22 Sep Dowdle Completes Construction of “Votes For Women” Exhibit at the Nashville Public Library
By Chase Manning
In August, America celebrated the 100th anniversary of women’s right to vote, which was granted when Tennessee cast a tie-breaking vote to ratify the 19th Amendment to the U.S. Constitution.
In honor of this centennial year, Dowdle Construction Group undertook a unique public project in Nashville Public Library’s main location downtown: the Votes For Women exhibit.
Designed by Tuck Hinton Architecture & Design, the 2,400-square-foot permanent display commemorates the nearly 80-year struggle that women underwent to obtain the right to vote. The exhibit takes visitors through decades of suffragist history and provides a space to explore the core themes surrounding women’s roles, democracy and power.
Three prominent Nashville women – Margaret Behm, Jeanie Nelson and Juli Mosley – led the charge for the creation of the exhibit. This is fitting because of Nashville and the library’s notable roles in women’s history.
Nashville’s first paid public librarian, Mary Hannah Johnson, began her post in 1901 at what was then known as the Carnegie Library of Nashville. She was responsible for a number of transformative initiatives, including implementing the Dewey Decimal System, curating a large collection of Nashville and Tennessee books and starting a children’s story time that still continues today.
Mary was also a passionate suffragist, and she joined many other women in the fight when the deciding vote for the ratification of the 19th Amendment came down to the state of Tennessee. As the capital city, Nashville was a hotbed for the issue, and many suffragists gathered here to protest and lobby Tennessee leaders. Thanks to the determination and perseverance of these brave women, all American women gained the right to vote.
The Design and Construction
Located across the hall from the Civil Rights Room (also designed by Tuck Hinton in 2001) and down the hall from the children’s area (another project of ours), the new exhibit room gives visitors the opportunity to immerse themselves in the entire history as well as the present day understanding of the activist movement. The exhibit features six interactive digital experiences, including an interactive voting exercise, a timeline of the history of women’s suffrage and four themed alcoves with accompanying displays:
- “It Happened Here,” which describes the events that unfolded in the state capital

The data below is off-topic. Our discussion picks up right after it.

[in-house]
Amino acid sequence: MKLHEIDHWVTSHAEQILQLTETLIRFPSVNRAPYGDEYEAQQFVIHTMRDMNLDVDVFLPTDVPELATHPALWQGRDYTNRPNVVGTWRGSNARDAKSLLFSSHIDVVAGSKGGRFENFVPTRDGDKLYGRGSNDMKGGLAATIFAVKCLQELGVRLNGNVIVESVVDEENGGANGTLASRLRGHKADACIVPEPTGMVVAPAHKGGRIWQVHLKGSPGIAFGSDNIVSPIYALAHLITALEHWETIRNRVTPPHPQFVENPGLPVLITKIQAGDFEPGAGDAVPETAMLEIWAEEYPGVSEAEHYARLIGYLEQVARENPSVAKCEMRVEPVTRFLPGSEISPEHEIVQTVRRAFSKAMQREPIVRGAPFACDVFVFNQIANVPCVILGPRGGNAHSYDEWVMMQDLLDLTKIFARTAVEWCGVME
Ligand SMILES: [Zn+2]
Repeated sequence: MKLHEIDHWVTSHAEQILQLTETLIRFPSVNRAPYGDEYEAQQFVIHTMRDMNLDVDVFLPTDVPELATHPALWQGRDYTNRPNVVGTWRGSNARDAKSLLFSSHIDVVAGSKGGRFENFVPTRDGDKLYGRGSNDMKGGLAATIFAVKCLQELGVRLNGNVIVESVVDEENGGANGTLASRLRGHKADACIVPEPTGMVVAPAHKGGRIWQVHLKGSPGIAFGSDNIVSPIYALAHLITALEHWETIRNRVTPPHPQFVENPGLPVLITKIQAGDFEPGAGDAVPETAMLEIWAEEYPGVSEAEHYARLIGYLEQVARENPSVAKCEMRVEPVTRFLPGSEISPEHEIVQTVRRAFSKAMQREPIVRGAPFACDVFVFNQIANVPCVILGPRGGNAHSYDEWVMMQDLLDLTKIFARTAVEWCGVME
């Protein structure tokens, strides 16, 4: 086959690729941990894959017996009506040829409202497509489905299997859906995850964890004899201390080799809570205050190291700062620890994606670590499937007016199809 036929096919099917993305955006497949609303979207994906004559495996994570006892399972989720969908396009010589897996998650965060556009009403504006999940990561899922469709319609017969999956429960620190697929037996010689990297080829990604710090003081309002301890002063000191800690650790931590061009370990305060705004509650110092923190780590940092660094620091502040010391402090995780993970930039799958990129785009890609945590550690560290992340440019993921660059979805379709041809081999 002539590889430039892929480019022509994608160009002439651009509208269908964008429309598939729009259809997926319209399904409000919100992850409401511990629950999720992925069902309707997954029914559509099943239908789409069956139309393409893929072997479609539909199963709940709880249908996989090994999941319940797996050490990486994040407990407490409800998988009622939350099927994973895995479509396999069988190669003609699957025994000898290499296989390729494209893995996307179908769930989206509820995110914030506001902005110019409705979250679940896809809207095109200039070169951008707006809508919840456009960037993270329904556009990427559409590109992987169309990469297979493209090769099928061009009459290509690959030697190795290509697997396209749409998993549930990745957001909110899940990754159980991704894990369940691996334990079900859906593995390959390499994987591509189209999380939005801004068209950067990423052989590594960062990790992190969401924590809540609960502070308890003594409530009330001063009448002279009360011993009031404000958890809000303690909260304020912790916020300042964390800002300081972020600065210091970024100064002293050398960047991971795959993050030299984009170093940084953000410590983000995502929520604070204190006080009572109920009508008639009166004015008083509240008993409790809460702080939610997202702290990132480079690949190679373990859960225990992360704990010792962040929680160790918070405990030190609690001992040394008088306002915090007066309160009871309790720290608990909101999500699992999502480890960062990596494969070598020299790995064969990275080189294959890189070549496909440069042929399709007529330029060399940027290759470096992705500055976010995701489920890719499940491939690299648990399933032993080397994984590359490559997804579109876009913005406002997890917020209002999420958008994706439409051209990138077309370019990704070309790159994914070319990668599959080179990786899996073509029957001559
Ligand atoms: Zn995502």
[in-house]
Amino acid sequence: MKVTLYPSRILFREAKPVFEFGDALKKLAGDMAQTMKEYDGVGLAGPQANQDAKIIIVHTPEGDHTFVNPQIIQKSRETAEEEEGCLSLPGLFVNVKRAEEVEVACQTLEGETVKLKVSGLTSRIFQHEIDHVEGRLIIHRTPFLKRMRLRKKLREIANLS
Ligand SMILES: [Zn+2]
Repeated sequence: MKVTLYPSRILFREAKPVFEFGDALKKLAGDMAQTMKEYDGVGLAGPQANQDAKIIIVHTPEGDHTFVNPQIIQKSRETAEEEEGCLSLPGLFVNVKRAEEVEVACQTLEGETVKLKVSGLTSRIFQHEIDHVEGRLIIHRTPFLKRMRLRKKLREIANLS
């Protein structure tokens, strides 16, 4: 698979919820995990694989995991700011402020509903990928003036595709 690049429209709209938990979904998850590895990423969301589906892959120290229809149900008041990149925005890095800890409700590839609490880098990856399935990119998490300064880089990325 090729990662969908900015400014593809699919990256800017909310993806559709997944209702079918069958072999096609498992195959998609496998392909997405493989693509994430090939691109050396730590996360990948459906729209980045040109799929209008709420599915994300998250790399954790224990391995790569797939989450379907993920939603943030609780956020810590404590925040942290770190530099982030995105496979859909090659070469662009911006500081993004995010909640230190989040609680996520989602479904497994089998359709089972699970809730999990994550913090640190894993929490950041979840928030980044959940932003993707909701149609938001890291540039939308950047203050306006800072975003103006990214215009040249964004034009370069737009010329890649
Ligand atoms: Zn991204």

- “People of the Movement,” which profiles the most prominent figures within the suffrage movement
- “Beyond 2020,” which shares where the gender equality movement is heading
- “Rights Won, But Not Done,” which challenges visitors to think about how they can continue the movement toward gender equality in their own way
The spotlight piece of the room is a uniquely designed interactive sitting area known as the “Halo of Inspiration.” The central element metaphorically gives all visitors “a seat at the table” through an interactive voting experience. Up to 20 visitors can participate in a genuine voting simulation – on any topic of choice – where each “voter” has the ability to cast their “yes” or “no” vote, or they have the choice to abstain. In real-time, participants see how their choices (or lack thereof) impact the larger group.
From a construction standpoint, the project wasn’t necessarily large in scope, but it was complex, especially the Halo with its circular shape. We had to ensure that the curve of the ceiling piece was exactly symmetrical with the LED panel walls and the flooring. The metal framing had to be done on the floor and then raised up. Then we applied drywall at level-five finish – the highest-end finish possible, requiring multiple layers to make sure there were no imperfections. Any bumps or depressions would stick out like a sore thumb, especially with LED lighting shining down to illuminate the space. The Halo is truly the feature piece of the room.
Since the library building has a notable classical design, we tried to repurpose as much of the existing room and alcoves as possible, while opening up the space to make it feel larger. This included keeping and refinishing some of the original elements, such as the existing wood trim. Other finishes include custom door hardware and butt-joint and glazed glass accents. The building has a lot of personality, so our goal was to keep that character intact, while adding some modern touches.
The most modern touches, of course, are the interactive LED elements. Our role was to get all of the electrical wiring and the specific spaces set up for the installation to happen last. Then, all those pieces were installed by the interactive exhibit team.
As a whole, this space is a treasure for the community to be able to come in and experience. It was a pleasure to have been a part of it.